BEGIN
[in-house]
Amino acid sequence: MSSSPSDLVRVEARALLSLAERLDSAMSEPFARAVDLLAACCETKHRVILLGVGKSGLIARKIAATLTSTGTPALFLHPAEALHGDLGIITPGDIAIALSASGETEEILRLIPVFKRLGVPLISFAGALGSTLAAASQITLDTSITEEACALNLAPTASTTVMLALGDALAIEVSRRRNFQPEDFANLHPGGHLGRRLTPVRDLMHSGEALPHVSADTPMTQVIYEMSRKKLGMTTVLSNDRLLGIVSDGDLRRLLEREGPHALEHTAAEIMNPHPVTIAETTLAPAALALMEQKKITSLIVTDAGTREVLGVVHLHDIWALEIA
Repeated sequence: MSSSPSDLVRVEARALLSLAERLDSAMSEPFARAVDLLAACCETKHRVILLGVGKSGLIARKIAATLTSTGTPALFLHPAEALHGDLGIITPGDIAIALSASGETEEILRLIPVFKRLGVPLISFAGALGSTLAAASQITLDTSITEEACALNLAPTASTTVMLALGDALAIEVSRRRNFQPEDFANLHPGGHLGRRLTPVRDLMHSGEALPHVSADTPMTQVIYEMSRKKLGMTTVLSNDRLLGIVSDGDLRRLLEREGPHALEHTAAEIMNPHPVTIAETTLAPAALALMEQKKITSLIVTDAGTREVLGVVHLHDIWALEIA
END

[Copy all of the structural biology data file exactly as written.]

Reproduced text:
[in-house]
Amino acid sequence: MSSSPSDLVRVEARALLSLAERLDSAMSEPFARAVDLLAACCETKHRVILLGVGKSGLIARKIAATLTSTGTPALFLHPAEALHGDLGIITPGDIAIALSASGETEEILRLIPVFKRLGVPLISFAGALGSTLAAASQITLDTSITEEACALNLAPTASTTVMLALGDALAIEVSRRRNFQPEDFANLHPGGHLGRRLTPVRDLMHSGEALPHVSADTPMTQVIYEMSRKKLGMTTVLSNDRLLGIVSDGDLRRLLEREGPHALEHTAAEIMNPHPVTIAETTLAPAALALMEQKKITSLIVTDAGTREVLGVVHLHDIWALEIA
Repeated sequence: MSSSPSDLVRVEARALLSLAERLDSAMSEPFARAVDLLAACCETKHRVILLGVGKSGLIARKIAATLTSTGTPALFLHPAEALHGDLGIITPGDIAIALSASGETEEILRLIPVFKRLGVPLISFAGALGSTLAAASQITLDTSITEEACALNLAPTASTTVMLALGDALAIEVSRRRNFQPEDFANLHPGGHLGRRLTPVRDLMHSGEALPHVSADTPMTQVIYEMSRKKLGMTTVLSNDRLLGIVSDGDLRRLLEREGPHALEHTAAEIMNPHPVTIAETTLAPAALALMEQKKITSLIVTDAGTREVLGVVHLHDIWALEIA